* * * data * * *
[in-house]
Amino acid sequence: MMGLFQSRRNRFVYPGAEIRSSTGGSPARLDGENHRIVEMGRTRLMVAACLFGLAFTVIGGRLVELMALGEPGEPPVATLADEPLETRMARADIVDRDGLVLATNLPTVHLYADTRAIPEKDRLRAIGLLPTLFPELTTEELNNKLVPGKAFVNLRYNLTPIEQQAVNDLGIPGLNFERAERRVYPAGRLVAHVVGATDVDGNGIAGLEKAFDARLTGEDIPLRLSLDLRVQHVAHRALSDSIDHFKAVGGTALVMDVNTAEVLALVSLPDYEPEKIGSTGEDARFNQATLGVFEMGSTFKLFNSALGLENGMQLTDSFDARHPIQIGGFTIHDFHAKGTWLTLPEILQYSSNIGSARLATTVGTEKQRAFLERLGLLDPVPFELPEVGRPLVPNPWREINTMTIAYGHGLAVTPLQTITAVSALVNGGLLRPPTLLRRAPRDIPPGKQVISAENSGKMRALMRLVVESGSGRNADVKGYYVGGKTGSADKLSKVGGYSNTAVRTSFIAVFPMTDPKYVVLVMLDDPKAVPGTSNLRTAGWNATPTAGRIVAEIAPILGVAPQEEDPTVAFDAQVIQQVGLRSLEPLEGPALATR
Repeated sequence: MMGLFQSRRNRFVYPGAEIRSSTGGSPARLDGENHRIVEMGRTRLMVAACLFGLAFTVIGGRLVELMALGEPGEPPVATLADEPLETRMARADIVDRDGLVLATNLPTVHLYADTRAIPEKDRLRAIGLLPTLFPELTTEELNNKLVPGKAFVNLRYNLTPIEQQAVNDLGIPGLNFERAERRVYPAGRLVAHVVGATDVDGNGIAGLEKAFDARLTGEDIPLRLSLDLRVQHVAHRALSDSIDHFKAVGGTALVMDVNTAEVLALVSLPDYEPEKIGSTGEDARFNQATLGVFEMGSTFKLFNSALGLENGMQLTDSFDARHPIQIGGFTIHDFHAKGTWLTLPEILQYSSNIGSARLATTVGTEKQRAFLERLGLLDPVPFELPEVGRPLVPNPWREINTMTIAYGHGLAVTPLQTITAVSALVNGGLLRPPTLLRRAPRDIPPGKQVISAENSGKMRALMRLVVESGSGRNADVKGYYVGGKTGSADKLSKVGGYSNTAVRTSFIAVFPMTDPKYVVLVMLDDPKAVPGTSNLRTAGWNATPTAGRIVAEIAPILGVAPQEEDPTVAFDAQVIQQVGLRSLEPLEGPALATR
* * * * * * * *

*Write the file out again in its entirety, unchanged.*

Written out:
[in-house]
Amino acid sequence: MMGLFQSRRNRFVYPGAEIRSSTGGSPARLDGENHRIVEMGRTRLMVAACLFGLAFTVIGGRLVELMALGEPGEPPVATLADEPLETRMARADIVDRDGLVLATNLPTVHLYADTRAIPEKDRLRAIGLLPTLFPELTTEELNNKLVPGKAFVNLRYNLTPIEQQAVNDLGIPGLNFERAERRVYPAGRLVAHVVGATDVDGNGIAGLEKAFDARLTGEDIPLRLSLDLRVQHVAHRALSDSIDHFKAVGGTALVMDVNTAEVLALVSLPDYEPEKIGSTGEDARFNQATLGVFEMGSTFKLFNSALGLENGMQLTDSFDARHPIQIGGFTIHDFHAKGTWLTLPEILQYSSNIGSARLATTVGTEKQRAFLERLGLLDPVPFELPEVGRPLVPNPWREINTMTIAYGHGLAVTPLQTITAVSALVNGGLLRPPTLLRRAPRDIPPGKQVISAENSGKMRALMRLVVESGSGRNADVKGYYVGGKTGSADKLSKVGGYSNTAVRTSFIAVFPMTDPKYVVLVMLDDPKAVPGTSNLRTAGWNATPTAGRIVAEIAPILGVAPQEEDPTVAFDAQVIQQVGLRSLEPLEGPALATR
Repeated sequence: MMGLFQSRRNRFVYPGAEIRSSTGGSPARLDGENHRIVEMGRTRLMVAACLFGLAFTVIGGRLVELMALGEPGEPPVATLADEPLETRMARADIVDRDGLVLATNLPTVHLYADTRAIPEKDRLRAIGLLPTLFPELTTEELNNKLVPGKAFVNLRYNLTPIEQQAVNDLGIPGLNFERAERRVYPAGRLVAHVVGATDVDGNGIAGLEKAFDARLTGEDIPLRLSLDLRVQHVAHRALSDSIDHFKAVGGTALVMDVNTAEVLALVSLPDYEPEKIGSTGEDARFNQATLGVFEMGSTFKLFNSALGLENGMQLTDSFDARHPIQIGGFTIHDFHAKGTWLTLPEILQYSSNIGSARLATTVGTEKQRAFLERLGLLDPVPFELPEVGRPLVPNPWREINTMTIAYGHGLAVTPLQTITAVSALVNGGLLRPPTLLRRAPRDIPPGKQVISAENSGKMRALMRLVVESGSGRNADVKGYYVGGKTGSADKLSKVGGYSNTAVRTSFIAVFPMTDPKYVVLVMLDDPKAVPGTSNLRTAGWNATPTAGRIVAEIAPILGVAPQEEDPTVAFDAQVIQQVGLRSLEPLEGPALATR